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Pacific Employers Insurance Co. v. Global Reinsurance Corp. of America

IN THE UNITED STATES DISTRICT COURT FOR THE EASTERN DISTRICT OF PENNSYLVANIA


April 23, 2010

PACIFIC EMPLOYERS INSURANCE COMPANY, PLAINTIFF,
v.
GLOBAL REINSURANCE CORPORATION OF AMERICA (FORMERLY KNOWN AS CONSTITUTION REINSURANCE CORPORATION), DEFENDANT.

The opinion of the court was delivered by: Robert F. Kelly, Sr. J.

MEMORANDUM

Presently before the Court are Cross-Motions for Judgment on the Pleadings filed by Defendant Global Reinsurance Corporation of America ("Global") and Plaintiff Pacific Employers Insurance Company ("PEIC") as to Count II of Global's Counterclaim for Declaratory Judgment. For the following reasons, Global's Motion is granted and PEIC's Motion is denied.

I. BACKGROUND

The claims in this case relate to a reinsurance contract.*fn1 For the period June 1, 1980 to June 1, 1981, PEIC entered into a facultative reinsurance contract*fn2 ("Facultative Certificate") with Global, Certificate No. 68224, through which Global, as the reinsurer, agreed to reinsure an umbrella commercial liability policy (No. XMO-003649) ("Direct Policy") that PEIC issued to the Buffalo Forge Company ("Buffalo Forge").

The first page of the Facultative Certificate (the "Declarations page") sets forth specific information regarding the reinsurance agreement between PEIC and Global, including the names of the parties, the dollar amount of risk retained by PEIC ($1 million), and the dollar amount of reinsurance accepted by Global. Specifically, "Item 3"and "Item 4" of the Declarations page states:

ITEM 3 - COMPANY [PEIC] RETENTION THE FIRST $1,000,000 SUBJECT TO FACULTATIVE REINSURANCE.

ITEM 4 - REINSURANCE ACCEPTED $1,000,000 ANY ONE OCCURRENCE AND IN THE AGGREGATE WHERE APPLICABLE PART OF $4,000,000 WHICH IS EXCESS OF $1,000,000 WHICH IN TURN IS EXCESS OF UNDERLYING INSURANCE. (Compl., Ex. A at 1.)

The second page of the Facultative Certificate is titled "Reinsuring Agreements and Conditions." Significantly, the preamble on this page states:

In consideration of the payment of the premium, and subject to the terms, conditions and limits of liability set forth herein and in the Declarations made a part thereof, the Reinsurer does hereby reinsure the ceding company named in the Declarations (herein called the Company) in respect of the Company's policy(ies) as follows: (Id. at 2 (emphasis added).) Following this first sentence, the second page of the Facultative Certificate outlines conditions A through L, which in relevant part, provide:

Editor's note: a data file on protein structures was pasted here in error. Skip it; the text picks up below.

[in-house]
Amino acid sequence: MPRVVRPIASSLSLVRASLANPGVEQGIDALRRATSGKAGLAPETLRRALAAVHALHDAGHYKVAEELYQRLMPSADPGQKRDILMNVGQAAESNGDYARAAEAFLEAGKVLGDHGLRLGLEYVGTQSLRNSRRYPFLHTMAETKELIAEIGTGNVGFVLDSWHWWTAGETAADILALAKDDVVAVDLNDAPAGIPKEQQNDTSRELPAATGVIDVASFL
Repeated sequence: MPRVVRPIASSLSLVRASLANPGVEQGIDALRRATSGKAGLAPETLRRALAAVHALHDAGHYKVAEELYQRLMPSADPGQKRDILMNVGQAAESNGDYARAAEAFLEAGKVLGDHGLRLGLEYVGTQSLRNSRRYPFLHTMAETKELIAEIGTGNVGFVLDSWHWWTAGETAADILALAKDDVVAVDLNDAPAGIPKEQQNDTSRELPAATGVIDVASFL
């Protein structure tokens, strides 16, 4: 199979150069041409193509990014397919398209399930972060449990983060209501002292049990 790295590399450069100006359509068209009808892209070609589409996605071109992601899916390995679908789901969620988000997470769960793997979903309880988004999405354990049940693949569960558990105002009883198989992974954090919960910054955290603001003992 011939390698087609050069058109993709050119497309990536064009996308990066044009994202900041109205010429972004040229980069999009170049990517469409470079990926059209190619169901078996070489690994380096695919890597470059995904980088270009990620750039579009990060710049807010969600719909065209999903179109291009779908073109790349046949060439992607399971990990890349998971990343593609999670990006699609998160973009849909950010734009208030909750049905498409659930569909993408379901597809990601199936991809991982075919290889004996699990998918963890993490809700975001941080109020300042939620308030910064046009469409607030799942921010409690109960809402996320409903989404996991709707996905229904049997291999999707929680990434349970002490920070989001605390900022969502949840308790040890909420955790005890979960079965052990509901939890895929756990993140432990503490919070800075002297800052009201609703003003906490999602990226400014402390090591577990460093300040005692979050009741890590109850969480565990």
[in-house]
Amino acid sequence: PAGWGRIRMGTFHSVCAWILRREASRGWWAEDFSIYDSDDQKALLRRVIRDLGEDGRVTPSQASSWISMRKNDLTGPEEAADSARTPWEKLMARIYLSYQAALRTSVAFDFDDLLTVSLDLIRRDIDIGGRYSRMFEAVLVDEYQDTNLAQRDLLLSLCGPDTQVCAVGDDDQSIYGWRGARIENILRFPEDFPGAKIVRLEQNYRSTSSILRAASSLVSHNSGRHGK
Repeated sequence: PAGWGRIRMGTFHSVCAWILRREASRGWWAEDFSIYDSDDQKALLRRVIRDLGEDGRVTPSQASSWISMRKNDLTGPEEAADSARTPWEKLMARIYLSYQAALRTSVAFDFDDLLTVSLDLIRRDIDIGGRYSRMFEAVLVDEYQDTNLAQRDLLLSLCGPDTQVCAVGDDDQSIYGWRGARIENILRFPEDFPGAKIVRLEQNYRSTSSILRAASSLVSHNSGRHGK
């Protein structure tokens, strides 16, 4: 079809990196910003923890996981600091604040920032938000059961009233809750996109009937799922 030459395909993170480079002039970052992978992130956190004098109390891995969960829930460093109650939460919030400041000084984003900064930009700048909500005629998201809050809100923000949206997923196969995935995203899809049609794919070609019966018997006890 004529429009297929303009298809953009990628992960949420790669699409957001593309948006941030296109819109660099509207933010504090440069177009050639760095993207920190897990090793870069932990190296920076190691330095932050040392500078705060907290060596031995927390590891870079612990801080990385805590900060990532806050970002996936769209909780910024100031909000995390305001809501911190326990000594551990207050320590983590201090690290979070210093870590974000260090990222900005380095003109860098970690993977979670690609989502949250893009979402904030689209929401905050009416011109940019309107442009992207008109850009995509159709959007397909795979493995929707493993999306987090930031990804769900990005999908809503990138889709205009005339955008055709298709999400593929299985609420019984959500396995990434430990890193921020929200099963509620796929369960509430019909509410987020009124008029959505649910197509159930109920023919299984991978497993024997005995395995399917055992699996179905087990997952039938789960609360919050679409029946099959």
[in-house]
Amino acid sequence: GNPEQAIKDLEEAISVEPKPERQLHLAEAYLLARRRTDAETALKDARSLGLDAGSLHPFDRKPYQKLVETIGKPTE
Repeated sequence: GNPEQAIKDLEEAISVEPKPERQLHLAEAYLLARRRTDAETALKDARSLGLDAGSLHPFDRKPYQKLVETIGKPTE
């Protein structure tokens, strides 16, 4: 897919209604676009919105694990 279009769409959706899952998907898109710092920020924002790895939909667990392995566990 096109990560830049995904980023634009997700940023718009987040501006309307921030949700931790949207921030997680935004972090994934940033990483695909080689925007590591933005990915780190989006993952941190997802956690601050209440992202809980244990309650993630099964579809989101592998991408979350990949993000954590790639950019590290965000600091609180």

A. . . . The liability of the Reinsurer, as specified in Item 4 of the Declarations, shall follow that of the Company and shall be subject in all respects to all the terms and conditions of the Company's policy except when otherwise specifically provided herein or designated as non-concurrent reinsurance in the Declarations . . . .

E. All loss settlements made by the Company, provided they are within the terms and conditions of this Certificate of Reinsurance, shall be binding on the Reinsurer. Upon receipt of a definitive statement of loss, the Reinsurer shall promptly pay its proportion of such loss as set forth in the Declarations. In addition thereto, the Reinsurer shall pay its proportion of expenses (other than office expenses and payments to any salaried employee) incurred by the Company in the investigation and its proportion of court costs and interest on any judgment or award, in the ratio that the Reinsurer's loss payment bears to the Company's gross loss payment . . . . (Id. (emphasis added).)

At some point after the Facultative Certificate was executed, Buffalo Forge and its corporate successors were named as defendants in numerous asbestos products personal injury lawsuits. PEIC participated in the defense and indemnity of Buffalo Forge pursuant to the Direct Policy.

By September 2009, PEIC's payments on behalf of Buffalo Forge exceeded the $1 million retention on the Facultative Certificate. On or around September 2, 2009, PEIC billed Global pursuant to the Facultative Certificate. Along with the billing, PEIC submitted supporting information and portions of its investigative claim file to Global. In response, Global requested additional documentation to support the billing. According to PEIC, Global has not paid the amounts billed pursuant to the Facultative Certificate. Specifically, at the time of PEIC's Complaint, Global allegedly "owe[d] PEIC $559,072 under the Facultative Certificate for its share of defense and indemnity payments in connection with the underlying asbestos claims against Buffalo Forge." (Compl. ¶ 27.)

PEIC filed its Complaint against Global in this Court on December 18, 2009. Count I of the Complaint alleges breach of contract and Count II seeks declaratory relief for a declaration of its rights under the Facultative Certificate. On February 24, 2010, Global filed its Answer, Affirmative Defenses, and Counterclaim. In Count II of its Counterclaim, Global seeks a declaration that the $1 million limit of liability set forth in the Facultative Certificate is the maximum that PEIC could potentially recover under the Facultative Certificate in connection with the asbestos litigation liabilities. On February 25, 2010, PEIC filed its Answer to Global's Counterclaim.

On February 26, 2010, Global filed its Motion for Judgment on the Pleadings regarding Count II of its Counterclaim. On March 19, 2010, PEIC filed its Response in Opposition to Global's Motion and a Cross-Motion for Judgment on the Pleadings regarding Count II of Global's Counterclaim. Specifically, PEIC requests that the Court find that as a matter of law Global is obligated for up to $1 million of loss and, in addition thereto, a pro rata share of expenses pursuant to the language of the Facultative Certificate. On April 2, 2010, Global filed a Response to PEIC's Cross-Motion for Judgment on the Pleadings. On April 8, 2010, PEIC filed a Reply.